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Status: Indexed


besides shouldering all the Department responsibilities. In
the spring Dr. Willoughby had to leave five weeks before the
end of the semester and I took one of his classes. Through all
this year I was in such a condition through over-work that
the least excitement sent a nervous shock through me.

In the fall of 1897 four of us began work and things looked
bright for the Department. But on Oct. 10, Prof. Powers left
and Dr. Warner gave up a little later. I took one of Prof.
' classes and took over so many students from the inte-
rrupted courses that I had 335 students or one third of the Univ-
ersity on my hands. After six weeks of this crushing burden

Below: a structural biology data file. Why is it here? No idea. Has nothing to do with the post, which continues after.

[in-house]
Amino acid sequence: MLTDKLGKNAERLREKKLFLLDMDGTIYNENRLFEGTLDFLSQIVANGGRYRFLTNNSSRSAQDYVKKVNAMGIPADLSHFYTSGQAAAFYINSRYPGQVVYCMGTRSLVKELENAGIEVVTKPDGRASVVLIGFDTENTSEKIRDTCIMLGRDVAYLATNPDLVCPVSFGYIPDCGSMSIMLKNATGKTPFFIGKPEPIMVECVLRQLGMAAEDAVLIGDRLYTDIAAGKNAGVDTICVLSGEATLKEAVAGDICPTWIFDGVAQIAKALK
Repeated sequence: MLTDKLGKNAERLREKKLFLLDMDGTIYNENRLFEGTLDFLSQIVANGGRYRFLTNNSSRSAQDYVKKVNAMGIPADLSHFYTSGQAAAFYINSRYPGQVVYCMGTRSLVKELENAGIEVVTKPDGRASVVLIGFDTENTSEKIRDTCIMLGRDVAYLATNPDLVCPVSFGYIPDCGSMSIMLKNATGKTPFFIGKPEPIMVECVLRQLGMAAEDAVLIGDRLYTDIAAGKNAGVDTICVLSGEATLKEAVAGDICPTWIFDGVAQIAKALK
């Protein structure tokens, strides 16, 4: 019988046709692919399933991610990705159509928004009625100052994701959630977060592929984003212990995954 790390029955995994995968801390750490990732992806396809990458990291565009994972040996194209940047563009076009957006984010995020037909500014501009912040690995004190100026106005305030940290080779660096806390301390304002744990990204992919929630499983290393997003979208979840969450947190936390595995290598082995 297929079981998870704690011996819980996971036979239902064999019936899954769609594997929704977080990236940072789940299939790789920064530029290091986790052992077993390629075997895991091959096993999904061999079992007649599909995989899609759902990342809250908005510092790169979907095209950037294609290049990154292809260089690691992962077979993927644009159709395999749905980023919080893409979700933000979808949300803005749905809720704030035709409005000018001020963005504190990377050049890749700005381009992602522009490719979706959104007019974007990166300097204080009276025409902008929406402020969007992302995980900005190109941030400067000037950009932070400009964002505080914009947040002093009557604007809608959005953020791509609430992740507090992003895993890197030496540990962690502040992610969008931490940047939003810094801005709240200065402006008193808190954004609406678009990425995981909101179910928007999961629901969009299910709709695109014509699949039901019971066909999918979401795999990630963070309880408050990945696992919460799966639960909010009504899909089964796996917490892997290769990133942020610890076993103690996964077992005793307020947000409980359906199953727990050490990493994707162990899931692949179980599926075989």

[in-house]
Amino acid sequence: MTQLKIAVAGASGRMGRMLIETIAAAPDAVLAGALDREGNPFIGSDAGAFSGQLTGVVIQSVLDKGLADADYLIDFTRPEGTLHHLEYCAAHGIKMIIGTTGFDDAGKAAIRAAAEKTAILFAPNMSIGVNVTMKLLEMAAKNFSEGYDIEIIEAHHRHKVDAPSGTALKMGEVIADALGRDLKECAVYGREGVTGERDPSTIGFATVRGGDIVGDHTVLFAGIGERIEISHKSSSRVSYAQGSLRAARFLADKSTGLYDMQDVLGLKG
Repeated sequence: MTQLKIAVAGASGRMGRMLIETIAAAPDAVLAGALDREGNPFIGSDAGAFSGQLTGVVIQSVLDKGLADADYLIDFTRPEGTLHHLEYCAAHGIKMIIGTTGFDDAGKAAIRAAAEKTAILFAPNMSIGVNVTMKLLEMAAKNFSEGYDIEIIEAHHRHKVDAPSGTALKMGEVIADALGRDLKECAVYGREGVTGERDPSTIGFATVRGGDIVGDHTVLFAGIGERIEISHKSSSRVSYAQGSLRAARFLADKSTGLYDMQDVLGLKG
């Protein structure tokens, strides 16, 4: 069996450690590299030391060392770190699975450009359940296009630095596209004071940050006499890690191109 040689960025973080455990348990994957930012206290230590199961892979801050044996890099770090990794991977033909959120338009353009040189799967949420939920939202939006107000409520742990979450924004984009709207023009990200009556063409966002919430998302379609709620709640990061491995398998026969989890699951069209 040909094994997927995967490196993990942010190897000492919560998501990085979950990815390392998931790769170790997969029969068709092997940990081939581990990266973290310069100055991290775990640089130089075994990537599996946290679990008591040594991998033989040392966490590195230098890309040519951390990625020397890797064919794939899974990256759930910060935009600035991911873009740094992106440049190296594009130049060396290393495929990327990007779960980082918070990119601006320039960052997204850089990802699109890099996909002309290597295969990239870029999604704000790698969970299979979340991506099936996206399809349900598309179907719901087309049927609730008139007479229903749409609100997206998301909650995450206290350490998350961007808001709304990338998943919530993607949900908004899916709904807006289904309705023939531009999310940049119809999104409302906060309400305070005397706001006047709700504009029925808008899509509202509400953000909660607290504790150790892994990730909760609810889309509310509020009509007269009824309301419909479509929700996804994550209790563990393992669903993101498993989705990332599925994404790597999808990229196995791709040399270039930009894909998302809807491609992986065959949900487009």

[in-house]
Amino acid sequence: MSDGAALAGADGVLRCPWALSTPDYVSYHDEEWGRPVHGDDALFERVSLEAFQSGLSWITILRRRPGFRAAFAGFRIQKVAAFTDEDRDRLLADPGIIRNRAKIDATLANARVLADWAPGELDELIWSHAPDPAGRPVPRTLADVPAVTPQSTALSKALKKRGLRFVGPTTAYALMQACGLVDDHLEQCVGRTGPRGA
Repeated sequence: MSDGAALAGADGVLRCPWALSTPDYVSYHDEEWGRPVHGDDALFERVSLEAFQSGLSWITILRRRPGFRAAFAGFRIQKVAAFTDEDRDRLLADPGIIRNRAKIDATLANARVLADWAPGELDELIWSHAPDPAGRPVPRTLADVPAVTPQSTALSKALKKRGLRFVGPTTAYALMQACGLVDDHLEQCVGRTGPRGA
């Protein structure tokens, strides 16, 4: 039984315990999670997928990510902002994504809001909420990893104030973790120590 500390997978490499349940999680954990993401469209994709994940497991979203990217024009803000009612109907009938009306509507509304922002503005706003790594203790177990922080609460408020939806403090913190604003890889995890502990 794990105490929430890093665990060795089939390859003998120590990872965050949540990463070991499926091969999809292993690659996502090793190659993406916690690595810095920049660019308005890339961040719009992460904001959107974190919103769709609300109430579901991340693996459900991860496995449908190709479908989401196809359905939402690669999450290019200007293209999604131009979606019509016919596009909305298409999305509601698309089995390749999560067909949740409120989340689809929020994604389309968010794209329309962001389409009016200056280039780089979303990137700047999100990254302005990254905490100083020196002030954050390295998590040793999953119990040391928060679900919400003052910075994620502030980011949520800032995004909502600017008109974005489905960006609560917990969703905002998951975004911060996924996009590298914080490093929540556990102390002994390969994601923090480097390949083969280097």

I broke down, as Dr. Wood could tell you, with heart over-strain and for
two months and a half lay on my back except when I was teaching.
Yet I kept up my work though I could not lecture standing.
At the end of the year I was so collapsed that Dr. Jordan
was reluctantly complled [sic] to let me have my Sabbathical [sic] year.

In short, I have four time[s] taken upon my already loaded
shoulders work that was not mine, that I had not allowed for,
and every time my health has suffered under the strain.

Now why, Mrs. Stanford did I do this? No professor is
responsible for the class of another, and if I had let these
abandoned students shift for themselves as best they might,
no one would have blamed me. I will tell you why, it was
because I loved this University and for her credit's sake
could not bear to see students turn away dissatisfied.
Rather than see a class go to pieces I have drawn upon those
reserves of strength which a young man has, but which he must not
draw upon too often.

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